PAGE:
Beside me, a pair of little feet stepped across the line from Arizona to New Mexico, and then to Colorado and Utah.
My 7-year-old daughter, Gracie, giggled and said, “I’m in a whole different state than you.”
Welcome to Four Corners Monument, the only place where four U.S. states meet. Earlier this month, I took my family there for vacation.
Gracie’s younger sisters, Anna and Caitlin, hopped across borders, too, hollering state names like youngsters playing hopscotch on a school playground.
Watching their sandals clap against the concrete, it reminded me of the ease with which both jobs and individuals now move from state to state.
We live in a mobile society.
Unfortunately, Illinois has failed to create a business environment that reflects this economic reality.
There seems to be a mindset among some in our political class that well-paying jobs are a permanent part of the Prairie State – sort of like Starved Rock, Lake Michigan or the Mississippi River.
They are viewed as a source of taxes for government – not a wellspring of wealth for ordinary Illinoisans.
But I know the transitory nature of jobs all too well.
I grew up in what was once a prosperous community – Galesburg. Lawn-Boy lawnmowers, Admiral refrigerators, Butler steel buildings and Evinrude boat motors all rolled off the town’s assembly lines when I was growing up.
In the 1980s, there were storm clouds on the horizon, but for the most part folks thought the good times could never end.
But Illinois wasn’t competitive with other states and those jobs slipped away.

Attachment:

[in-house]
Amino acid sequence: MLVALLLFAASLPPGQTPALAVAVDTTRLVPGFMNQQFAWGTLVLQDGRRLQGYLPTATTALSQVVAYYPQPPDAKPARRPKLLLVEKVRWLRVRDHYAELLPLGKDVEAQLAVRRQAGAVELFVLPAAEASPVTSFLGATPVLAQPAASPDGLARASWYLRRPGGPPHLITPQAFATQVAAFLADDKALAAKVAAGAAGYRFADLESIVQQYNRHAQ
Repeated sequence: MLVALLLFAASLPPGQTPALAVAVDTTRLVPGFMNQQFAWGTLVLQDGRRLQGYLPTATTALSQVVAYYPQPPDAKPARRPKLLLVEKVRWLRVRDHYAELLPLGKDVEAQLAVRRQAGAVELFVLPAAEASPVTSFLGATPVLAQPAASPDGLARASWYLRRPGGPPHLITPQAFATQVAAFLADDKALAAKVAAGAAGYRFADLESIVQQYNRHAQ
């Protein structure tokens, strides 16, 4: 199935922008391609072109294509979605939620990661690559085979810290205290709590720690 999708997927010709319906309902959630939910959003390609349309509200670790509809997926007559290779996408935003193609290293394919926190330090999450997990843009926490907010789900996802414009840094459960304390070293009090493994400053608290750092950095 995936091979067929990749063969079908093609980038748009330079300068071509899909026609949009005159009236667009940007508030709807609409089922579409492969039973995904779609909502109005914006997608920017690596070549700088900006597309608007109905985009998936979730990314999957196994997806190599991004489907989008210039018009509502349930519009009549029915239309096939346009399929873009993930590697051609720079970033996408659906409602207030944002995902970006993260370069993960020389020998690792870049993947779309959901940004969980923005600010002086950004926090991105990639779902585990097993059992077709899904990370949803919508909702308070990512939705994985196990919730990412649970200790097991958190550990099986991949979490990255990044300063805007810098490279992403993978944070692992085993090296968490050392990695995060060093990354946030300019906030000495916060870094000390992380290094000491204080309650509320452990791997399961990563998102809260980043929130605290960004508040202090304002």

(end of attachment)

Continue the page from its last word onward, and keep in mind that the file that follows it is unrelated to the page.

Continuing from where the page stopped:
Flash-forward 30 years, and you’ll find the town no longer makes refrigerators, boat motors, steel buildings or lawnmowers.
The parking lots of those abandoned factories are filled with weeds.
In some cases, factory owners up and moved production to Sun Belt states with better labor laws. Other times, the jobs simply slipped away to competitors able to produce elsewhere at a lower cost.
Now, the same thing is happening throughout Illinois.
Illinois is not competitive. The evidence is clear:
• According to an annual study conducted by United Van Lines, Illinois’ out-migration ranking was first in the nation in 2011 – the year of the massive income-tax increases for individuals and businesses. In 2012, we ranked No. 2 – just behind New Jersey, which had just been whacked by Hurricane Sandy.
Many of Illinoisans wanted to stay here. But their jobs left, and they found themselves foraging for work elsewhere.
• According to the Tax Foundation, Illinois has the fourth-highest corporate income tax in the nation.
When companies look for places to expand, that tax deters them from choosing Illinois.
More importantly, it’s an impediment for smaller businesses that want to grow. Money that could be reinvested in the enterprise to create more jobs is instead sucked away into government coffers.
• The state’s regulatory environment makes it difficult for business to thrive here. For example, for every hundred dollars in payroll, Texas employers pay 39 cents for workers’ compensation insurance; their Illinois counterparts pay $1.10.
Midwestern states such as Michigan and Indiana recently adopted right-to-work laws that leave it up to individual workers to decide whether they want to join a union. But Illinois remains among those 26 states where forced unionism is allowed. This, too, deters businesses from investing in more jobs here.
As the state has hemorrhaged jobs, Gov. Pat Quinn’s approach has been to slap on Band-Aids. He’s cut sweetheart deals with the likes of Sears and the Chicago Mercantile Exchange when they have threatened to leave Illinois. But he has done nothing to improve the state’s overall business climate.
In other words, if you have the clout, government may listen.
Otherwise, it is tough luck.
Until Illinois addresses its underlying problems – so all businesses and individuals have the opportunity to prosper – we are destined to have jobs and people going elsewhere – like youngsters playing hopscotch on a map of the U.S.
• Scott Reeder is a veteran statehouse reporter and the journalist in residence at the Illinois Policy Institute. He can be reached at email@example.com.